Health minister Jeremy Hunt warned that the British Medical Association (BMA) would not be a “road block” to reform and seven-day working, at a conference in London today.
Hunt gave the BMA an ultimatum to negotiate seven-day working for hospital doctors by September, otherwise he warned he will impose a new contract without an opt-out clause for weekend work.
The Department of Health (DoH) had been trying to negotiate with the BMA since 2012, he said, but the union walked out of talks last October, and Hunt is aiming for the majority of hospital doctors to be on seven-day contracts by 2020.
In response, the BMA said his announcement was a “wholesale attack” on doctors, and asked for answers from Hunt on how this would be funded and staffed, branding his speech “short-sighted”.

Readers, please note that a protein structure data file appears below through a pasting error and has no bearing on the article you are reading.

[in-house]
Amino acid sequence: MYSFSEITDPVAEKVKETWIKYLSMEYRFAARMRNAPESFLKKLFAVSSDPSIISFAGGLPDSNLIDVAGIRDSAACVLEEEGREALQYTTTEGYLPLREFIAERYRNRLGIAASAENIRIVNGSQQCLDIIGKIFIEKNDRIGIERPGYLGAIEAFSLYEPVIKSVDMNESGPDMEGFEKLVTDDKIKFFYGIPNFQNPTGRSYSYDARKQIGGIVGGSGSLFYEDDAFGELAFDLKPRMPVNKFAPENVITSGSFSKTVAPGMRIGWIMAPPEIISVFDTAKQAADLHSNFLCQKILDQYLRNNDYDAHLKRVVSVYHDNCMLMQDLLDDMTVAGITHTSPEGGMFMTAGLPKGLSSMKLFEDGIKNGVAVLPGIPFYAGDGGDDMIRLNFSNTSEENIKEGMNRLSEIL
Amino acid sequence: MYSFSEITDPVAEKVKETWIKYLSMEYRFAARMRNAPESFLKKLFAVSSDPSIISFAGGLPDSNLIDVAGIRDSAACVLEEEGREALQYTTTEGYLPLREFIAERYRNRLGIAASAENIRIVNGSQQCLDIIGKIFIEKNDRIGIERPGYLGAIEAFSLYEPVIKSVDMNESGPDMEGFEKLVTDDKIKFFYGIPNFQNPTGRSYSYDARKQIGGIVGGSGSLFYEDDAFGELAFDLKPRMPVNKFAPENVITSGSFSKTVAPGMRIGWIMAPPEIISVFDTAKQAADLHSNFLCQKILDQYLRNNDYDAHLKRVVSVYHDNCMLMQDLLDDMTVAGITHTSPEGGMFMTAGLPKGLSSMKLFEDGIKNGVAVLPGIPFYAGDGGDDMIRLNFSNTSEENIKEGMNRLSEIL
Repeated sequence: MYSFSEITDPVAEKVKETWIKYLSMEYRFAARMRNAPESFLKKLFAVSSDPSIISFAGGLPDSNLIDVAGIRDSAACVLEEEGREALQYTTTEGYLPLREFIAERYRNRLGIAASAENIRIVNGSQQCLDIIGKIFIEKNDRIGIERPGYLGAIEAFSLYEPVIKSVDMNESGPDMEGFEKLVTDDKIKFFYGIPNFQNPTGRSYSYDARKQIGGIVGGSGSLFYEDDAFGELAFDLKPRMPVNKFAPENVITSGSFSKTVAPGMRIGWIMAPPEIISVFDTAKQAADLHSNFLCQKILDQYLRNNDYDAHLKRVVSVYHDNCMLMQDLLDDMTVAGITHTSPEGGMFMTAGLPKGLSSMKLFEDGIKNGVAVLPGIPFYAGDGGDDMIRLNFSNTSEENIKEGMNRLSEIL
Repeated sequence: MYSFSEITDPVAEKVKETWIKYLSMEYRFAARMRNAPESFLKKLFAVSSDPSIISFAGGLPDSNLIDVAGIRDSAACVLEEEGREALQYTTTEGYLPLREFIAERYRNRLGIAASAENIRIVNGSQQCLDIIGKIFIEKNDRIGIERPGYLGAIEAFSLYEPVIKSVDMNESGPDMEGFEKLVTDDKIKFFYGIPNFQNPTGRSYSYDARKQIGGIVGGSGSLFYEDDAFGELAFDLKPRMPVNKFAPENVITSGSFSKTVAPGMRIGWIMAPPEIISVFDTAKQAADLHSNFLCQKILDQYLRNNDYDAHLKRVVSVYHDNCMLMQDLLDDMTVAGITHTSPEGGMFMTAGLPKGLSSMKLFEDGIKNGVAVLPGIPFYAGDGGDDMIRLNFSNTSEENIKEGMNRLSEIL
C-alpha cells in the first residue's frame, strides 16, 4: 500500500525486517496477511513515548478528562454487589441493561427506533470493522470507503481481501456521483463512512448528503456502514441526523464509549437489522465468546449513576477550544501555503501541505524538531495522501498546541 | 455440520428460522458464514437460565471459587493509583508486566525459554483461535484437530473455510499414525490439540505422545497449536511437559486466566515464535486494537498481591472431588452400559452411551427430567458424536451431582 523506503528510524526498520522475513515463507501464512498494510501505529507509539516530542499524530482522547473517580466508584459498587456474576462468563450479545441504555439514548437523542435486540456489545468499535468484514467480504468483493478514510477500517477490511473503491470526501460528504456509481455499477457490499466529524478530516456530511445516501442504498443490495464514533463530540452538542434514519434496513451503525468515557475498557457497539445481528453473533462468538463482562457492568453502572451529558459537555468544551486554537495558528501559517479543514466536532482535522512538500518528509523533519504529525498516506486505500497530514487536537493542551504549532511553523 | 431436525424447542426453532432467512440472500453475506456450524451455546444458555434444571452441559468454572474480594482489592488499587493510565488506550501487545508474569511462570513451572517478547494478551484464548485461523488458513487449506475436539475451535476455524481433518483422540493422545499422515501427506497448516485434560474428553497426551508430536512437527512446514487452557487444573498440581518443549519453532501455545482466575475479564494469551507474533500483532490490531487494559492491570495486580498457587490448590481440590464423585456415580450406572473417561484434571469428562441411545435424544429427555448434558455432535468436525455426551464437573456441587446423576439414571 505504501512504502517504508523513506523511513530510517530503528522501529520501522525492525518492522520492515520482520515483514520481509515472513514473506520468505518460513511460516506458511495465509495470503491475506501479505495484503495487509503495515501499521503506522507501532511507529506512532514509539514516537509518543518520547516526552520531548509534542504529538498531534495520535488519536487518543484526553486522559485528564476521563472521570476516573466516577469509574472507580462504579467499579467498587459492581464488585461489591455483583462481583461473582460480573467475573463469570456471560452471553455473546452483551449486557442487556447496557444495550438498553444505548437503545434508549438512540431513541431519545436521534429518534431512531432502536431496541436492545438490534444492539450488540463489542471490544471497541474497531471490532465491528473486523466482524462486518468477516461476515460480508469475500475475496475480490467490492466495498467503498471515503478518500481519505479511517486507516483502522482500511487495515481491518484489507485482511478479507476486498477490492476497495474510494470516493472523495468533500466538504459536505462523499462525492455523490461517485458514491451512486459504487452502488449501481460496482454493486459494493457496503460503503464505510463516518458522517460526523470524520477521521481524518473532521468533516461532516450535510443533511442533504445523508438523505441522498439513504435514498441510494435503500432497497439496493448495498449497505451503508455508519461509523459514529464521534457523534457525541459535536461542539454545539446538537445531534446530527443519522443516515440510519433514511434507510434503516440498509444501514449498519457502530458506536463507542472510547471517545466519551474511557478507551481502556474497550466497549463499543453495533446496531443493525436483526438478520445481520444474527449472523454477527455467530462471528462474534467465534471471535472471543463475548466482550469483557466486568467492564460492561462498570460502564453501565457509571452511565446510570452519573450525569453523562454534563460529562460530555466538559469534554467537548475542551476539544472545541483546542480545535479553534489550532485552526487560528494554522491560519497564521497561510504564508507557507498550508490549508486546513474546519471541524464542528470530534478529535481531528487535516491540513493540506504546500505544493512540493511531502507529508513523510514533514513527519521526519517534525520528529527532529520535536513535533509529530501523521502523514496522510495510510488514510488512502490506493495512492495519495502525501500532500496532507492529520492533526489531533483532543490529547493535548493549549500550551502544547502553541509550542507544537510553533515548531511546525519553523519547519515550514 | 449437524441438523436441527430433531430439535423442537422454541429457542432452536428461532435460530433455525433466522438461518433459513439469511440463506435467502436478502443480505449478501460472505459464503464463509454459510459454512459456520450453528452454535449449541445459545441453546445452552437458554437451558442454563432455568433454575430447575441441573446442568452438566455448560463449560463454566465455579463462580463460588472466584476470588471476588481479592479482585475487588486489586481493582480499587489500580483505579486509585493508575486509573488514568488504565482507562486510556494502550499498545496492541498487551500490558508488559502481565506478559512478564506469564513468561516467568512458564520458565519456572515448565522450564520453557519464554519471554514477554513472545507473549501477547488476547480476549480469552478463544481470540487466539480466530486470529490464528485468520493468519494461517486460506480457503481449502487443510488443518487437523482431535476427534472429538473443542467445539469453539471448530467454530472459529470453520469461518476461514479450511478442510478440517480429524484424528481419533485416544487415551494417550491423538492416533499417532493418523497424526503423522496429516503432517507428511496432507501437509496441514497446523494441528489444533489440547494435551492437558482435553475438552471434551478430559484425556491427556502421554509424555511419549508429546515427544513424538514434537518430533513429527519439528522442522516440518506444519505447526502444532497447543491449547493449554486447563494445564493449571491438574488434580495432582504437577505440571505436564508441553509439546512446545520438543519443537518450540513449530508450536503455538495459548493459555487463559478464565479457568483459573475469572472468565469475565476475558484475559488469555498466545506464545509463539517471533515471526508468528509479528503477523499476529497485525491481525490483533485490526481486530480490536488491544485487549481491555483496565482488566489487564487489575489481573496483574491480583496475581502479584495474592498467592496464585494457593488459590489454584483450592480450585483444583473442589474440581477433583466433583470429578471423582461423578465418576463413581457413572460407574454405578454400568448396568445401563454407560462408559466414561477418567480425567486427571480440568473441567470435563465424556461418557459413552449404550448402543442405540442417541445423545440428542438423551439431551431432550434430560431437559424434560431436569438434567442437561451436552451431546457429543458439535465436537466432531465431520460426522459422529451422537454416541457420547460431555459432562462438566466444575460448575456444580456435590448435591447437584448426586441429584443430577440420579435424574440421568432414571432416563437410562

After the speech Dr Maureen Baker, chair of the Royal College of GPs, also commented: “The secretary of state’s announcement will sound the alarm bells for hardworking GPs who fear we will be next in line – even though we are already being pushed to our limits in trying to provide a safe five-day service for our patients… We also fear that it could precipitate a mass exodus from the profession, and it is our patients who will bear the brunt.”
Hunt also announced that GPs will be required to let patients know the CQC rating and waiting time for any hospitals they can be referred to, in a bid to empower patients.
He added that: “Patients also need to be able to make a meaningful choice about which GP surgery is most appropriate for their needs. Right now that is not always possible.
“We will address this through our new deal for general practice, which will boost GP provision in under-doctored areas with NHS England giving particular attention to making sure that there are alternatives available when a practice has been rated inadequate,” Hunt said.